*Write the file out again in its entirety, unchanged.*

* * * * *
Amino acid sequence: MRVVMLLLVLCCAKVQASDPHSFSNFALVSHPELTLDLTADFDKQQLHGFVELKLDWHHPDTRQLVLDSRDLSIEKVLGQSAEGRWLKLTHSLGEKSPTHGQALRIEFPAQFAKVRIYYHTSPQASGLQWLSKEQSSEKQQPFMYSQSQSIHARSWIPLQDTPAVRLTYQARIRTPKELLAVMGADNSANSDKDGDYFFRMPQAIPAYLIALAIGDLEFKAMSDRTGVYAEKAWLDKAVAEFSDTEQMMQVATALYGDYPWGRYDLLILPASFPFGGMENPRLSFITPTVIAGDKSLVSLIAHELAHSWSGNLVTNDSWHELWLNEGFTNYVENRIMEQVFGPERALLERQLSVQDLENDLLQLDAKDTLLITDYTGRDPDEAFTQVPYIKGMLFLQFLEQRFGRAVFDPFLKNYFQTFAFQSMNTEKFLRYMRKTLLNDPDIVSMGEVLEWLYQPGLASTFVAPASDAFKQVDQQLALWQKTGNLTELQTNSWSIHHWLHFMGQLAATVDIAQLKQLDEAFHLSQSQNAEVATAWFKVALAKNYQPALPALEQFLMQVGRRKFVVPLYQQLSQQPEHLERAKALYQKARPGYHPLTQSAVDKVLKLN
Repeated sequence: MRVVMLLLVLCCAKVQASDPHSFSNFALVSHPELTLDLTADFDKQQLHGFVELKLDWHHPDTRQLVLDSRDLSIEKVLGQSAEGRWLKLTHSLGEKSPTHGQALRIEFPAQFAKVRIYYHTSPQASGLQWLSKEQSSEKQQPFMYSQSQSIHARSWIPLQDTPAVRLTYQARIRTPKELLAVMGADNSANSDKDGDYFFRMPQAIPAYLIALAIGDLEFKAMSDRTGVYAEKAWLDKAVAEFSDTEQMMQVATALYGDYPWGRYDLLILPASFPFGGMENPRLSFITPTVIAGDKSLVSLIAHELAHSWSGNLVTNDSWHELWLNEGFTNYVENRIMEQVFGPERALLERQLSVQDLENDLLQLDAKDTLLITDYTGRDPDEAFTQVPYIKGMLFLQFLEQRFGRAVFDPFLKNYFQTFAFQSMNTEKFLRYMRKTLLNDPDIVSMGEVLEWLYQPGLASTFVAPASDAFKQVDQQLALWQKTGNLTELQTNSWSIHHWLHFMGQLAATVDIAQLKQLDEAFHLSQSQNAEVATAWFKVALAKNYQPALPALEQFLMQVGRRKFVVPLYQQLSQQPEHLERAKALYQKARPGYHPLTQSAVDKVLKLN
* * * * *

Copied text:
Amino acid sequence: MRVVMLLLVLCCAKVQASDPHSFSNFALVSHPELTLDLTADFDKQQLHGFVELKLDWHHPDTRQLVLDSRDLSIEKVLGQSAEGRWLKLTHSLGEKSPTHGQALRIEFPAQFAKVRIYYHTSPQASGLQWLSKEQSSEKQQPFMYSQSQSIHARSWIPLQDTPAVRLTYQARIRTPKELLAVMGADNSANSDKDGDYFFRMPQAIPAYLIALAIGDLEFKAMSDRTGVYAEKAWLDKAVAEFSDTEQMMQVATALYGDYPWGRYDLLILPASFPFGGMENPRLSFITPTVIAGDKSLVSLIAHELAHSWSGNLVTNDSWHELWLNEGFTNYVENRIMEQVFGPERALLERQLSVQDLENDLLQLDAKDTLLITDYTGRDPDEAFTQVPYIKGMLFLQFLEQRFGRAVFDPFLKNYFQTFAFQSMNTEKFLRYMRKTLLNDPDIVSMGEVLEWLYQPGLASTFVAPASDAFKQVDQQLALWQKTGNLTELQTNSWSIHHWLHFMGQLAATVDIAQLKQLDEAFHLSQSQNAEVATAWFKVALAKNYQPALPALEQFLMQVGRRKFVVPLYQQLSQQPEHLERAKALYQKARPGYHPLTQSAVDKVLKLN
Repeated sequence: MRVVMLLLVLCCAKVQASDPHSFSNFALVSHPELTLDLTADFDKQQLHGFVELKLDWHHPDTRQLVLDSRDLSIEKVLGQSAEGRWLKLTHSLGEKSPTHGQALRIEFPAQFAKVRIYYHTSPQASGLQWLSKEQSSEKQQPFMYSQSQSIHARSWIPLQDTPAVRLTYQARIRTPKELLAVMGADNSANSDKDGDYFFRMPQAIPAYLIALAIGDLEFKAMSDRTGVYAEKAWLDKAVAEFSDTEQMMQVATALYGDYPWGRYDLLILPASFPFGGMENPRLSFITPTVIAGDKSLVSLIAHELAHSWSGNLVTNDSWHELWLNEGFTNYVENRIMEQVFGPERALLERQLSVQDLENDLLQLDAKDTLLITDYTGRDPDEAFTQVPYIKGMLFLQFLEQRFGRAVFDPFLKNYFQTFAFQSMNTEKFLRYMRKTLLNDPDIVSMGEVLEWLYQPGLASTFVAPASDAFKQVDQQLALWQKTGNLTELQTNSWSIHHWLHFMGQLAATVDIAQLKQLDEAFHLSQSQNAEVATAWFKVALAKNYQPALPALEQFLMQVGRRKFVVPLYQQLSQQPEHLERAKALYQKARPGYHPLTQSAVDKVLKLN